Mentor Steers Teens Toward Hard Work, Drive And Dictionaries
BY JOANN KLIMKIEWICZ, Courant Staff Writer
November 29, 2007
Whether you're just passing through or in it for the long haul, you've heard by now the rap on Hartford. There's no sense of place here, no unifying character. But let's stop to consider: Is that hype true, or is it a convenient myth we've bought into? We're on a hunt to find out, meeting the people who haven't given up on Hartford and who aren't looking to politicians and public figures to make this star rise.
They're the people you probably see about town but whose stories you don't know. They're the folks building community, as they define it and on their own terms — artists, activists, movers and shakers. In this space on Thursdays, we'll introduce you to 10 faces of Hartford that we think you should know more about. Today is the second profile of the series.
A McDonald's soda in one hand and fries in the other, the Hartford teen walks into the Albany Avenue learning center with a smirk and a swagger.
Anthony Griffin is hunkered behind a desk, his white shirt sleeves rolled to the elbows. The local business owner greets the high school senior with a firm "Hello, sir." He looks at the clock and tells him to finish his snack, get his binder and get ready for their three-hour session.
"There are so many opportunities available to our youth, and they don't even know it," Griffin says, returning to his train of thought from a moment before. "The greatest challenge is showing them that there's not only a consequence for doing the wrong thing, but there's a reward on the other side for doing the right thing."
Griffin knows consequences and rewards.
A one-time drug dealer, he hustled the city streets until it caught up with him. He twice served time in the 1980s, converting to Islam during his second stint and promising to clean up his act for good. He kept his word. By the 1990s, the face once known for gang-banging became better recognized as the one behind Anthony's Clothing, a retail and design shop that has thrived on Barbour Street for nearly 18 years.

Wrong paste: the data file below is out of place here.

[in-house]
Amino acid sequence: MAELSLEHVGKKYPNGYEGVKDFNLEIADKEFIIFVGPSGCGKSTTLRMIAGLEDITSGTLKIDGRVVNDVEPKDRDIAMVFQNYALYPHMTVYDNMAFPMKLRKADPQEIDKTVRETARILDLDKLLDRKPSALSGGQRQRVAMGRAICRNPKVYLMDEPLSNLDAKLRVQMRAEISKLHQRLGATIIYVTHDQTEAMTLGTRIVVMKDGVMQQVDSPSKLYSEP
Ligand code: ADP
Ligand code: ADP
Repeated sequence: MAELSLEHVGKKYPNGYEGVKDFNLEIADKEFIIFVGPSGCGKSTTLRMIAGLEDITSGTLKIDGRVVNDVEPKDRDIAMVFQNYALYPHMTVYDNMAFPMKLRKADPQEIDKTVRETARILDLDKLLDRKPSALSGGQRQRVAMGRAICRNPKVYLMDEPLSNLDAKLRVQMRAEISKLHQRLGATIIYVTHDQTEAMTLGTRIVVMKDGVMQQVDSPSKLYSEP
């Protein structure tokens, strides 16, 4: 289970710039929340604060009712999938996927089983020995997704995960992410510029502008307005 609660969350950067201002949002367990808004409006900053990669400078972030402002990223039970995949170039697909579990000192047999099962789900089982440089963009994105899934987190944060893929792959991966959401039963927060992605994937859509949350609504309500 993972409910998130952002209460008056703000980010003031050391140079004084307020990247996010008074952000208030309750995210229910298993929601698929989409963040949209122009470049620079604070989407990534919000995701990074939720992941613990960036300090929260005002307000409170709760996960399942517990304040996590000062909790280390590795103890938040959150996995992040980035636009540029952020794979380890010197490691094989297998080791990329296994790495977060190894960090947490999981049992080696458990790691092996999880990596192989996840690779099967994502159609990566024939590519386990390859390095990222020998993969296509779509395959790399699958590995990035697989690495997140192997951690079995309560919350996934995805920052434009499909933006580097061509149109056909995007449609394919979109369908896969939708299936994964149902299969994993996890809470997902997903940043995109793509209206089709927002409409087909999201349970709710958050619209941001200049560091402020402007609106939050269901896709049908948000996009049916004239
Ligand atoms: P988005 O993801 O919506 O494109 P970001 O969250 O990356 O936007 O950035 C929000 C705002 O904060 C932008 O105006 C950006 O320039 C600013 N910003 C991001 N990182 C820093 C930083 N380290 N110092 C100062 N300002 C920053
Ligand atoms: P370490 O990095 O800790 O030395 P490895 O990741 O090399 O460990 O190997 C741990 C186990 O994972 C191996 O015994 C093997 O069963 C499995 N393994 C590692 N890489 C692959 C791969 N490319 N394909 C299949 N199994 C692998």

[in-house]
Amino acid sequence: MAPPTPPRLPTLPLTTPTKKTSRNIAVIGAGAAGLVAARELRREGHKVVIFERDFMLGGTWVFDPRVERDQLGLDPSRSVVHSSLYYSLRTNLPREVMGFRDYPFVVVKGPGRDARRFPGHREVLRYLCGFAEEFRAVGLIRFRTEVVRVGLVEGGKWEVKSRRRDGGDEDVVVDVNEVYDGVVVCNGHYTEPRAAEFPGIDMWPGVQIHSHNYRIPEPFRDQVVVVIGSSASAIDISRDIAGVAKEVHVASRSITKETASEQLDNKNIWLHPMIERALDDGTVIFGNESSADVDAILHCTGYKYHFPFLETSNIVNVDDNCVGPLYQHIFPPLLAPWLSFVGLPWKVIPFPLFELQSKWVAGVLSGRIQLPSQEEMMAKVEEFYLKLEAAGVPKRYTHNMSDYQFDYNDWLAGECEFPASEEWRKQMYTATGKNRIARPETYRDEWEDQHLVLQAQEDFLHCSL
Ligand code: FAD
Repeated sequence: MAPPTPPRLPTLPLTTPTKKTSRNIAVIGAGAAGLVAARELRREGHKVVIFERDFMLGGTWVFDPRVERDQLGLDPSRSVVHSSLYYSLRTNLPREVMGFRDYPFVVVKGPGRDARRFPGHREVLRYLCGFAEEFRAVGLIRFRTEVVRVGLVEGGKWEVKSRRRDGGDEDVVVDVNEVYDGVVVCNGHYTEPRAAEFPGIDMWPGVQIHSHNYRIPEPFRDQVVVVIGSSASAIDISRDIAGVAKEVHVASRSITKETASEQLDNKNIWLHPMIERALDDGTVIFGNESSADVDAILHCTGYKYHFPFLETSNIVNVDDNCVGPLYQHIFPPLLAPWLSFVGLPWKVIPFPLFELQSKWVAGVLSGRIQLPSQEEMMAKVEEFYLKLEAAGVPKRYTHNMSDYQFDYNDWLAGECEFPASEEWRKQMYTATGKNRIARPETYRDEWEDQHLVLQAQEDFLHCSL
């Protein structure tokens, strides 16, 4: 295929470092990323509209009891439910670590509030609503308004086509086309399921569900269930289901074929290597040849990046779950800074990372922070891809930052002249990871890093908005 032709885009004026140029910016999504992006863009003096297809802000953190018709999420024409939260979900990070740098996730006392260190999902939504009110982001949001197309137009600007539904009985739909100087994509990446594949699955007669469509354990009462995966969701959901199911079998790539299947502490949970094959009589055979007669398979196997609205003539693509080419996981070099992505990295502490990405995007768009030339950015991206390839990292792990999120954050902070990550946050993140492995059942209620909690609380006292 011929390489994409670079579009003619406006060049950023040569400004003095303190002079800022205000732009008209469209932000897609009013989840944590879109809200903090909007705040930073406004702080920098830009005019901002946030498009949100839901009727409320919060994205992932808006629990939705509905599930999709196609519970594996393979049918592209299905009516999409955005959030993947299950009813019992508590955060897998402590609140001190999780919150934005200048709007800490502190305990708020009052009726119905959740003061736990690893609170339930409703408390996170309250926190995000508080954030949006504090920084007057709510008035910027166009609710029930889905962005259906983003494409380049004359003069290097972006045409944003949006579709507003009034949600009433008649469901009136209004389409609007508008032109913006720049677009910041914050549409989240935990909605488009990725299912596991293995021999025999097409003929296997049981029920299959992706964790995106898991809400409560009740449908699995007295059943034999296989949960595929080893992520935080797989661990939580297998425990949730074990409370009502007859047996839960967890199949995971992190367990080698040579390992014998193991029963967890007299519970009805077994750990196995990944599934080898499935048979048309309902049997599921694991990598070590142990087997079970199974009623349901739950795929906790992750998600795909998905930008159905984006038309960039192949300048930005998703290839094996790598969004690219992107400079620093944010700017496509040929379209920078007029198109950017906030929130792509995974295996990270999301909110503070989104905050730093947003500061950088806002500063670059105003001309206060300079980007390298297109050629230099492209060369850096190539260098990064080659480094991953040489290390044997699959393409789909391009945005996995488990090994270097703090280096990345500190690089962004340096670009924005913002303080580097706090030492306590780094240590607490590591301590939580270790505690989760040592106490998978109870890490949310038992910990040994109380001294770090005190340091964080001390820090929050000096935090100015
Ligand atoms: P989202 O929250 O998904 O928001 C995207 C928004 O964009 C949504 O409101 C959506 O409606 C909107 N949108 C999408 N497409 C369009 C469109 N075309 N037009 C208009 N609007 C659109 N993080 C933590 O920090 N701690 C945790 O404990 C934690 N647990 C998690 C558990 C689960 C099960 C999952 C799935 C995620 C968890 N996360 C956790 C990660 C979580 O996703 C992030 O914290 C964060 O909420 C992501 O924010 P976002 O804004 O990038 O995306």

Yet, for all life's blessed consequences and rewards, Griffin didn't want to be forever remembered as an ex-con turned clothier. The husband and father of four had a hunch that maybe all his business success was preparation for something bigger.
These days, with his family holding things down at the store, Griffin's face is most likely to be seen five afternoons a week at the vocational enrichment center he launched in 2004 — his something bigger. Called ANT (a nod to himself, to the studious and resourceful insect, and an acronym for Affection New Thoughts), the 15-week course has graduated more than 230 youths, mostly from Hartford. The first half of the course, underwritten by local agencies, teaches kids practical entrepreneurial skills; the second half hooks them up with local apprenticeships. In restaurants, landscaping firms and law offices, they work alongside professionals for weeks at a time, with some even landing permanent jobs.